The Gospel of John is something of an enigma. Scholars believe it was probably written by a community of writers in conversation with the compilers of 1-3 John and Revelation. The text’s cohesive theological structure and good-but-not-great Greek grammatical construction point to a late-first or early-second century authorship date, making it perhaps the latest of the four surviving gospels.
Clement of Alexandria (150-215 CE) once famously described John as “the spiritual gospel.” This observation reflects the work’s apologetic emphasis on the cosmic, theological importance of discourses and ideas rather than a more straightforward, chronological recording of natural (and supernatural) events.
The Gospel of John is clearly divided into four parts. The first 18 verses comprise a theological and philosophical Prologue that confirm Christ’s oneness with God as the embodied Word (Gr., Logos) of God preexistent to creation. Chapters 2-12, sometimes referred to as the “Book of Signs,” describe Christ’s earthly ministry, centering on a series of seven “I Am” statements affirming Christ’s messianic identity and mission. Chapters 13-20 make up the “Book of Glory” and relate the Passion narrative; in fact, nearly ¼ of the entire gospel takes place at the Last Supper.
Chapter 14 appears in the middle of Christ’s Final Discourse, which represents both a sort of Q & A session with his closest followers and a promise of further revelations to come. Even as Christ explains (again) to his disciples that he is one with the Father, and that together they will send another Comforter and Advocate (Gr., Paraclete) to further reveal the truth, Judas the son of James insists, “Lord, how is it that you will reveal yourself to us and not to the world?” Our text begins with Christ’s answer to this important question.
“Jesus answered him, ‘Those who love me will keep my word, and my Father will love them, and we will come to them and make our home with them.’”
The Greek word emphanizien, translated here as “reveal,” is the same one used in Greek translations of the Old Testament to describe Moses’s theophany on Mt. Sinai. Like his fellow disciples, Judas (called Jude in some English translations) seems to anticipate a supernatural show of divine power. Instead, Christ promises to reveal his oneness with God by building a new kind of community amongst his loving followers.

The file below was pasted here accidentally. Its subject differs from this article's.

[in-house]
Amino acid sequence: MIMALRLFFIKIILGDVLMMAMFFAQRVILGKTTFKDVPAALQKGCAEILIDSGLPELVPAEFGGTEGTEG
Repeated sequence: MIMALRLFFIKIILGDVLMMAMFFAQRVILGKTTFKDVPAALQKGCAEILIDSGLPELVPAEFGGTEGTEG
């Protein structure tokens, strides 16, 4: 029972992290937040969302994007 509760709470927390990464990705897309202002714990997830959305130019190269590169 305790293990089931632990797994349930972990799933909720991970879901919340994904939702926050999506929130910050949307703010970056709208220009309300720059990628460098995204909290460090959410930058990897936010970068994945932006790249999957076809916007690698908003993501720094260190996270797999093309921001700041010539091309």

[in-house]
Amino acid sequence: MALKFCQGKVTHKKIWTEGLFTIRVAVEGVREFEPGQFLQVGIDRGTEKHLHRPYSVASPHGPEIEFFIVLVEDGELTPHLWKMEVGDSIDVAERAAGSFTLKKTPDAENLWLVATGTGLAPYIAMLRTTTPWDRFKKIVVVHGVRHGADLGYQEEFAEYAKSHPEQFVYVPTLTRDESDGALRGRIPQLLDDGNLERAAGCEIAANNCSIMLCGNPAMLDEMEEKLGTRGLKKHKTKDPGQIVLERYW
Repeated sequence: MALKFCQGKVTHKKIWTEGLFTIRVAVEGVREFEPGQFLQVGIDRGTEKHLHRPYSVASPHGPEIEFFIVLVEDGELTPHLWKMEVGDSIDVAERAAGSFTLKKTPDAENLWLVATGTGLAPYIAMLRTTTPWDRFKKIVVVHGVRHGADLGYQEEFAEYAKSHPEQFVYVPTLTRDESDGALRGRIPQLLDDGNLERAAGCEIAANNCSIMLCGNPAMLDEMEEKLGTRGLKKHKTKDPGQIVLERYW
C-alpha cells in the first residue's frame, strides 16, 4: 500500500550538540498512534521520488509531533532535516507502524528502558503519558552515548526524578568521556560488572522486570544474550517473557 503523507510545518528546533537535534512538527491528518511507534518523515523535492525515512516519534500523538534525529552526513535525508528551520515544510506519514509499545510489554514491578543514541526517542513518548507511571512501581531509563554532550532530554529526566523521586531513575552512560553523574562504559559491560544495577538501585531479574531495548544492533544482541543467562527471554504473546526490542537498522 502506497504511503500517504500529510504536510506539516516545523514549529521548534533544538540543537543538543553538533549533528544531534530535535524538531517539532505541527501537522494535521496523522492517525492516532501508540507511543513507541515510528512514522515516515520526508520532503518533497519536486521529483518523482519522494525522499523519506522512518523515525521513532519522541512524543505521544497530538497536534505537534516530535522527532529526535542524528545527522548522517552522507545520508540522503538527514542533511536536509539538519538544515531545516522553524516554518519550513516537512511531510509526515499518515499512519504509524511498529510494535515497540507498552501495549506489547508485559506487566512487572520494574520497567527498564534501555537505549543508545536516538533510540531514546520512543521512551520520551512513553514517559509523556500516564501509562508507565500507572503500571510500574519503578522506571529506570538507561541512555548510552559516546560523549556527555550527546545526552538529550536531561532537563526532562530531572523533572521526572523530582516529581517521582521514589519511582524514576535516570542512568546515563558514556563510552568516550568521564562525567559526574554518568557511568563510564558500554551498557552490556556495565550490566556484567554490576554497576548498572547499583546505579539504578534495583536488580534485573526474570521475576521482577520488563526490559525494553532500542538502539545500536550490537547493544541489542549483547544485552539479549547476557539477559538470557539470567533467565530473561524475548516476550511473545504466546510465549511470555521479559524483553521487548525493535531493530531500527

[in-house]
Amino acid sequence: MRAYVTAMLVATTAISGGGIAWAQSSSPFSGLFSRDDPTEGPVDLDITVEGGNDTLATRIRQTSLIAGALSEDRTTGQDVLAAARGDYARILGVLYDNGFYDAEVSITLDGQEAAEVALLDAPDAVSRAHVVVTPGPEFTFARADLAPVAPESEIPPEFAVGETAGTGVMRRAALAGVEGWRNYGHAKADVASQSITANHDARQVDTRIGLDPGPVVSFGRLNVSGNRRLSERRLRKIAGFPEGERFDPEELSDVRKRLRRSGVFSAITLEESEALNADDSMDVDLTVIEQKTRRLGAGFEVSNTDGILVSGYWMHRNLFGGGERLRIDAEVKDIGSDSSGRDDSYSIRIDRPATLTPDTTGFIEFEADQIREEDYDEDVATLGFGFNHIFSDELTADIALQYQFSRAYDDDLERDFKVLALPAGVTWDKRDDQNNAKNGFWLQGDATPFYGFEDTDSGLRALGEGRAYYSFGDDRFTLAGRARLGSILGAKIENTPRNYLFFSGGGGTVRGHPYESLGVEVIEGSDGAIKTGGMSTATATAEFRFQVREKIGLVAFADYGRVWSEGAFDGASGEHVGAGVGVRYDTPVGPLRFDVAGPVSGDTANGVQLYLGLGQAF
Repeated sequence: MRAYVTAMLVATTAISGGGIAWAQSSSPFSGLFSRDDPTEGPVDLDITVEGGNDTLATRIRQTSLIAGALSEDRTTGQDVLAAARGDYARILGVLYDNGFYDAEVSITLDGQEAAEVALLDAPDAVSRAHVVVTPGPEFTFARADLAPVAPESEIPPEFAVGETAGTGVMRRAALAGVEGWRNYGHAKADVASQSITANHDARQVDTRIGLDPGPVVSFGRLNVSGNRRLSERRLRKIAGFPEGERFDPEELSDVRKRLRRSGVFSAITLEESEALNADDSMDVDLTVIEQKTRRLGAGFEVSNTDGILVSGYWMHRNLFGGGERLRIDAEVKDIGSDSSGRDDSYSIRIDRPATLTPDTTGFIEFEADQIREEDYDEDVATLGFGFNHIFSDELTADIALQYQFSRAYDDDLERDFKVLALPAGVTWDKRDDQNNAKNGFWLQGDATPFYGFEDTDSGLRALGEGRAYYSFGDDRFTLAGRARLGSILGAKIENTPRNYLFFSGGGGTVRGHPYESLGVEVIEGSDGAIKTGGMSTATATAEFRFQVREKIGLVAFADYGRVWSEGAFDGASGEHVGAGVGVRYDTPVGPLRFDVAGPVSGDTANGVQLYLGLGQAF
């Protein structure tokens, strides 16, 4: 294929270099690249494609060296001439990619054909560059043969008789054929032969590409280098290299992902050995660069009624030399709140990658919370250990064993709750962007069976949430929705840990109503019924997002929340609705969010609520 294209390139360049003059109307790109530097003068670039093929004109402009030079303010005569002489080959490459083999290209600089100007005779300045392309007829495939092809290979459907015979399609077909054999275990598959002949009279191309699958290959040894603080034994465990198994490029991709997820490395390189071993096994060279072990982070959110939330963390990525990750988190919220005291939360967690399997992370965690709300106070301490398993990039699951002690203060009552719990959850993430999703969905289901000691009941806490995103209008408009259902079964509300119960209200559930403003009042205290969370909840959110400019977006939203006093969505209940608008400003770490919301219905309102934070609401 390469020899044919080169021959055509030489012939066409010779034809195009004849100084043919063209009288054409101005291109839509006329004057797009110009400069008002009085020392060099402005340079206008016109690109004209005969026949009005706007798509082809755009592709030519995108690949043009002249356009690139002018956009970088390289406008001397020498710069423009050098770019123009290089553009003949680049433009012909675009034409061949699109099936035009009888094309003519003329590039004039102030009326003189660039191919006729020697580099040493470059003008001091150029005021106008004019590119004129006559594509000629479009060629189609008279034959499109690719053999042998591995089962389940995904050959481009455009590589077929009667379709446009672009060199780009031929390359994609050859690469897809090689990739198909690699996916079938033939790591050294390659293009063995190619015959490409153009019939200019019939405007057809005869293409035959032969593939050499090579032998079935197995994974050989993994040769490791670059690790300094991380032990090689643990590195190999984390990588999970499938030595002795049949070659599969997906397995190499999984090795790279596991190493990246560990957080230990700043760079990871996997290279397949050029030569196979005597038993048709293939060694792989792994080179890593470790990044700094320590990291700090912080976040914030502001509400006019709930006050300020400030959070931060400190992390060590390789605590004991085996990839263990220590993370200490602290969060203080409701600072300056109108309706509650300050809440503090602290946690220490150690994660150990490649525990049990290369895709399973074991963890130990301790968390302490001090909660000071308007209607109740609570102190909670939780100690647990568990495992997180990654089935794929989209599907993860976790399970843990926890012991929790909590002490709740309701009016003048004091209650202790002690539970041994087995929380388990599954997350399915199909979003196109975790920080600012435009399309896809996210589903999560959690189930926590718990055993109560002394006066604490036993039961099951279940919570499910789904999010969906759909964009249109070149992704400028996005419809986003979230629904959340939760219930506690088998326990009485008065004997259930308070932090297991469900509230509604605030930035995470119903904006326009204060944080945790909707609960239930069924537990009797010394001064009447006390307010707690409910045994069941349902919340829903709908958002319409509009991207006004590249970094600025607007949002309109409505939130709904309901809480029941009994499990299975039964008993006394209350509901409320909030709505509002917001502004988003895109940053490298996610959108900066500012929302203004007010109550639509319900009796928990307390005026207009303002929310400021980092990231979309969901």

The Greek root word mone, translated here as “home,” echoes Christ’s earlier reassurance to his disciples: “In my Father’s house there are many dwelling places. If it were not so, would I have told you that I go to prepare a place for you?” Thus, the promise of the Holy Spirit points to a realized, holistic eschatology of love and mutuality: the beloved community to come has already begun in the here and now. “Whoever does not love me does not keep my words; and the word that you hear is not mine, but is from the Father who sent me.”
For Jesus, the meaning of discipleship is clear: to follow his example is to faithfully embody God’s love for all of creation. This loving obedience—empowered, enabled, and encouraged by the Holy Spirit—is the only option for followers of Christ. And in the same way that the Father sent the Son, and together they will send the Spirit, the disciples too will be sent into the world to embody a gospel of love. “I have said these things to you while I am still with you. But the Advocate, the Holy Spirit, whom the Father will send in my name, will teach you everything, and remind you of all that I have said to you.”